Adjustable Forms completes Northwestern University Ford Engineering Design Center, its first project recognized by the United States Green Building Council (USGBC) as LEED® Silver. This project marked the first of many LEED Certified projects completed by the company, and the start of a commitment towards sustainability in all aspects of our business.

Catering to the expanding concrete services it provided, Adjustable Forms purchases its first concrete pump and placing boom. Over the next decade, the company owns and operates one of the largest fleets of high rise concrete placing equipment in the Midwest.

The company is awarded the River East Center, a 60 story condominium, hotel and parking structure. This marked Adjustable Forms’ first project as a full service concrete contractor. Particularly impressive is that the project is not only the first foray into placing and finishing concrete, but that the project was the third tallest residential structure in the country at the time of construction. The project was a tremendous success, and solidified Adjustable Forms as a major player in the concrete construction industry.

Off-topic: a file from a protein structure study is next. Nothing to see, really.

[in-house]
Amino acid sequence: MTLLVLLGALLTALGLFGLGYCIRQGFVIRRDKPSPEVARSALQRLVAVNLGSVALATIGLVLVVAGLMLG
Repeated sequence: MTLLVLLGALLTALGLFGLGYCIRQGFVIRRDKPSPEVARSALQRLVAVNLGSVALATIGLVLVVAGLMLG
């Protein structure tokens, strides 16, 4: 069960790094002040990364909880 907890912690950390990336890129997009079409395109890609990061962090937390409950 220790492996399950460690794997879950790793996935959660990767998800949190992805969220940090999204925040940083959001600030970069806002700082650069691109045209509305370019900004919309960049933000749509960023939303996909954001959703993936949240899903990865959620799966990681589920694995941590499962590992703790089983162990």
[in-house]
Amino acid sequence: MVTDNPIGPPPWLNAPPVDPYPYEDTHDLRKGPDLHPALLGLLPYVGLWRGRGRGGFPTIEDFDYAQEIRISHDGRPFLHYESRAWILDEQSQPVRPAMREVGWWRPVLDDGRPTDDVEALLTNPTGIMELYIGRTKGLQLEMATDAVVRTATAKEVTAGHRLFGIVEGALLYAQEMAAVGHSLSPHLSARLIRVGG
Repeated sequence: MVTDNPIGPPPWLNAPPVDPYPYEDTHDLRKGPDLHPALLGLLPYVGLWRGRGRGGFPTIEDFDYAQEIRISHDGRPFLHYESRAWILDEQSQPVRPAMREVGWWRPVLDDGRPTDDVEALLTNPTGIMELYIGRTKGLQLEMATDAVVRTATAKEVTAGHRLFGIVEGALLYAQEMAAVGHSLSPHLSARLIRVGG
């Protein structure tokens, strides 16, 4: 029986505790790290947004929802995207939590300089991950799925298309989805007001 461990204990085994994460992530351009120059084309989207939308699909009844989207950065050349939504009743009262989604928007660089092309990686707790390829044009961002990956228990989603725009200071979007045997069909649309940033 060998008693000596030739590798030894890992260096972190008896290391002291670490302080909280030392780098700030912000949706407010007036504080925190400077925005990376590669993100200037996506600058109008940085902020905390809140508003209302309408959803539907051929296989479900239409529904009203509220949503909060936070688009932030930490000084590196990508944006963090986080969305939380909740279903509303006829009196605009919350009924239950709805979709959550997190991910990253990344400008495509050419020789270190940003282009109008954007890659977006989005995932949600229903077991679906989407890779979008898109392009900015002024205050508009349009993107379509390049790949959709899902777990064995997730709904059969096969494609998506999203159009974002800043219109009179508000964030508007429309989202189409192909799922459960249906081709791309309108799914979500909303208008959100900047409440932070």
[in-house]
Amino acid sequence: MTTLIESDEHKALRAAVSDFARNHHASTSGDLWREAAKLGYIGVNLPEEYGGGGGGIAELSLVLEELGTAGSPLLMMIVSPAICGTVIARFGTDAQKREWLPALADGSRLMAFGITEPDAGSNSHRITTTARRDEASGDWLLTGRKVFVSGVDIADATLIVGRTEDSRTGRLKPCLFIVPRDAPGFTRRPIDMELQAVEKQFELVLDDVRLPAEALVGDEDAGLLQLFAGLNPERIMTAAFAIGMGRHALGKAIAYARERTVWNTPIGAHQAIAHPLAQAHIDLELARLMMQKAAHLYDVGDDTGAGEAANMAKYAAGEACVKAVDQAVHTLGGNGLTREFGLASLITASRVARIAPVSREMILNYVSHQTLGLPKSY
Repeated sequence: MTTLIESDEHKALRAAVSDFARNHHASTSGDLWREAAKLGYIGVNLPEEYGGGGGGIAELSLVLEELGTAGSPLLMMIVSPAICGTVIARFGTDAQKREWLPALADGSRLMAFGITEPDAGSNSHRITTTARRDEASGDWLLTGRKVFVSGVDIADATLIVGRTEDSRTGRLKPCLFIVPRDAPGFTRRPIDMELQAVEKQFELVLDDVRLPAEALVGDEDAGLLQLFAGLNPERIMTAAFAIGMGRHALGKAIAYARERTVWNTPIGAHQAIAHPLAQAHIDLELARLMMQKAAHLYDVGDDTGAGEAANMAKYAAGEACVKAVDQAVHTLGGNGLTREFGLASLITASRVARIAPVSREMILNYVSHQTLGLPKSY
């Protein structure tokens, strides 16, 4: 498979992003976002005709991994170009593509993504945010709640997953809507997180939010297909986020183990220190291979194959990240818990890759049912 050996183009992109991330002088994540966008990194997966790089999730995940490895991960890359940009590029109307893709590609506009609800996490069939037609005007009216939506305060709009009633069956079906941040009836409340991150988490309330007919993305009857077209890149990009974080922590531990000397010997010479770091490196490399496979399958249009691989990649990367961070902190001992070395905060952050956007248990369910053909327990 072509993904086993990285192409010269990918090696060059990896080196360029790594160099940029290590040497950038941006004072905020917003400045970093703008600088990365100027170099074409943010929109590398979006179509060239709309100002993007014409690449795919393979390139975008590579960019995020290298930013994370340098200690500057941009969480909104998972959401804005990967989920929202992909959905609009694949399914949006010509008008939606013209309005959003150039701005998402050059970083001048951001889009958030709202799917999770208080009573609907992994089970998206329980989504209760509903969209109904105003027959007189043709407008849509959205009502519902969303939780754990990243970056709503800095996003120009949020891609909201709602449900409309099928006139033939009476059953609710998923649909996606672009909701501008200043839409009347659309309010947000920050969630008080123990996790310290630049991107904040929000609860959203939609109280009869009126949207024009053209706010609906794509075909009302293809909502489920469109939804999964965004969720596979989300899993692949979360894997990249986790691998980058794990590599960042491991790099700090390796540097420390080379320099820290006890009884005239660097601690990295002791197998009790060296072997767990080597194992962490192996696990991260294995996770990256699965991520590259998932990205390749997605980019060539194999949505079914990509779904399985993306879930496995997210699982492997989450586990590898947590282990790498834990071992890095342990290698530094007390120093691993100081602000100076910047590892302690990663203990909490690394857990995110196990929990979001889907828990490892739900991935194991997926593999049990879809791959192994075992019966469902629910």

Recognizing a shift in the Chicagoland market from separate formwork and placing contractors to full service concrete, Adjustable Forms begins bidding projects offering comprehensive concrete services. This marked the first time in our 70 year history that we supplemented our vast knowledge of formwork with concrete placing, finishing, hoisting, and reinforcing steel.

Work commences on Comiskey Park, home to Chicago’s White Sox.